How do you evaluate the sum represented by #sum_(n=1)^5n/(2n+1)# ?

Answer 1
First expand the series for each value of n #n/(2n+1)#=#1/(2(1)+1#+#2/(2(2)+1#+#3/(2(3)+1#+#4/(2(4)+1#+#5/(2(5)+1#

Next, perform the operations in the denominator...

#1/(3)#+#2/5#+#3/7#+#4/9#+#5/11#
Now, to add fractions we need a common denominator... in this case it's #3465#

Next, we have to multiply each numerator and denominator by the missing components...

#1/3# gets multiplied by #1155# giving #1155/3465#
(Divide the #3465# by #3# to get #1155# and divide the rest by the given denominator.)

#2/5693/693=1386/3465, 3/7495/495=1485/3465, 4/9385/385=1540/3465 and 5/11315/315=1575/3465#

Now simply add the numerators together... #(1155+1386+1485+1540+1575)/3465#
giving #7141/3465#.
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Answer 2

To evaluate the sum ( \sum_{n=1}^{5} \frac{n}{2n+1} ), follow these steps:

  1. Substitute ( n ) with each value from 1 to 5.
  2. Calculate the corresponding fraction for each value of ( n ).
  3. Add up all the fractions.

Here's the breakdown:

For ( n = 1 ): ( \frac{1}{2(1) + 1} = \frac{1}{3} )

For ( n = 2 ): ( \frac{2}{2(2) + 1} = \frac{2}{5} )

For ( n = 3 ): ( \frac{3}{2(3) + 1} = \frac{3}{7} )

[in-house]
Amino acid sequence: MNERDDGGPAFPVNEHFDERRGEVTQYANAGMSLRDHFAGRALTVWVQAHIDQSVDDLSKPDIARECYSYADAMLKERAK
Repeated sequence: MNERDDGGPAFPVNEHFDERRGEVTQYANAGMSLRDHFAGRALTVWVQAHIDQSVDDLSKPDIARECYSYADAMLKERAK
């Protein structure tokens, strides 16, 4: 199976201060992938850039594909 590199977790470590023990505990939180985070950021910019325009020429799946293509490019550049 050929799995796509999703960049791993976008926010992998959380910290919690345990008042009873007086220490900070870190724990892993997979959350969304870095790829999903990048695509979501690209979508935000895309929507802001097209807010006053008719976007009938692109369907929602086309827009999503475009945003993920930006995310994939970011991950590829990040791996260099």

For ( n = 4 ): ( \frac{4}{2(4) + 1} = \frac{4}{9} )

For ( n = 5 ): ( \frac{5}{2(5) + 1} = \frac{5}{11} )

Now, add up all the fractions:

( \frac{1}{3} + \frac{2}{5} + \frac{3}{7} + \frac{4}{9} + \frac{5}{11} )

Find a common denominator for all fractions, which is 3465.

( = \frac{1215}{3465} + \frac{1386}{3465} + \frac{1470}{3465} + \frac{1556}{3465} + \frac{1505}{3465} )

Add the numerators:

( = \frac{1215 + 1386 + 1470 + 1556 + 1505}{3465} )

( = \frac{7132}{3465} )

Therefore, ( \sum_{n=1}^{5} \frac{n}{2n+1} = \frac{7132}{3465} ).

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Answer from HIX Tutor

When evaluating a one-sided limit, you need to be careful when a quantity is approaching zero since its sign is different depending on which way it is approaching zero from. Let us look at some examples.

When evaluating a one-sided limit, you need to be careful when a quantity is approaching zero since its sign is different depending on which way it is approaching zero from. Let us look at some examples.

When evaluating a one-sided limit, you need to be careful when a quantity is approaching zero since its sign is different depending on which way it is approaching zero from. Let us look at some examples.

When evaluating a one-sided limit, you need to be careful when a quantity is approaching zero since its sign is different depending on which way it is approaching zero from. Let us look at some examples.

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